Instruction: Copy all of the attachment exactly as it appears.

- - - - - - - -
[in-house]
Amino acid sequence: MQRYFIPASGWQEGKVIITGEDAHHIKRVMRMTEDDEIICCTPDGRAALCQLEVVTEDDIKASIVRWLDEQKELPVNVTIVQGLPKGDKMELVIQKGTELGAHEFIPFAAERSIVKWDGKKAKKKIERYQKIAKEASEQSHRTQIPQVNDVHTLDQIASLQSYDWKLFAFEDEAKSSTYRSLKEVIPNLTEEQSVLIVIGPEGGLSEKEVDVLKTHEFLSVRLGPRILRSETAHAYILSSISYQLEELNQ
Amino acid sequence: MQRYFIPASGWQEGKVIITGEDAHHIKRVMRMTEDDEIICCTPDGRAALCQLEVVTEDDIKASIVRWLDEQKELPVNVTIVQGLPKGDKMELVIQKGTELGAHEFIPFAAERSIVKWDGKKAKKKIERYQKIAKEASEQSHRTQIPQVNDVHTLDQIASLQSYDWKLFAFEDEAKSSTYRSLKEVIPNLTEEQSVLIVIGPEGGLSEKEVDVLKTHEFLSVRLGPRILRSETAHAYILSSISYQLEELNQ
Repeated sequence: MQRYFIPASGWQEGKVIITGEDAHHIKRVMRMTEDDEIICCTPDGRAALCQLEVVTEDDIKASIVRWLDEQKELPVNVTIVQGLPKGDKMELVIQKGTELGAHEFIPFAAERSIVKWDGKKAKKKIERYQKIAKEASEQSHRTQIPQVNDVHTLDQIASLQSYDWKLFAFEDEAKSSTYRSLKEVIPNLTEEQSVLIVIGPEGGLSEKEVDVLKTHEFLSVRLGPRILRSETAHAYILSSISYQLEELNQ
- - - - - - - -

[in-house]
Amino acid sequence: MQRYFIPASGWQEGKVIITGEDAHHIKRVMRMTEDDEIICCTPDGRAALCQLEVVTEDDIKASIVRWLDEQKELPVNVTIVQGLPKGDKMELVIQKGTELGAHEFIPFAAERSIVKWDGKKAKKKIERYQKIAKEASEQSHRTQIPQVNDVHTLDQIASLQSYDWKLFAFEDEAKSSTYRSLKEVIPNLTEEQSVLIVIGPEGGLSEKEVDVLKTHEFLSVRLGPRILRSETAHAYILSSISYQLEELNQ
Amino acid sequence: MQRYFIPASGWQEGKVIITGEDAHHIKRVMRMTEDDEIICCTPDGRAALCQLEVVTEDDIKASIVRWLDEQKELPVNVTIVQGLPKGDKMELVIQKGTELGAHEFIPFAAERSIVKWDGKKAKKKIERYQKIAKEASEQSHRTQIPQVNDVHTLDQIASLQSYDWKLFAFEDEAKSSTYRSLKEVIPNLTEEQSVLIVIGPEGGLSEKEVDVLKTHEFLSVRLGPRILRSETAHAYILSSISYQLEELNQ
Repeated sequence: MQRYFIPASGWQEGKVIITGEDAHHIKRVMRMTEDDEIICCTPDGRAALCQLEVVTEDDIKASIVRWLDEQKELPVNVTIVQGLPKGDKMELVIQKGTELGAHEFIPFAAERSIVKWDGKKAKKKIERYQKIAKEASEQSHRTQIPQVNDVHTLDQIASLQSYDWKLFAFEDEAKSSTYRSLKEVIPNLTEEQSVLIVIGPEGGLSEKEVDVLKTHEFLSVRLGPRILRSETAHAYILSSISYQLEELNQ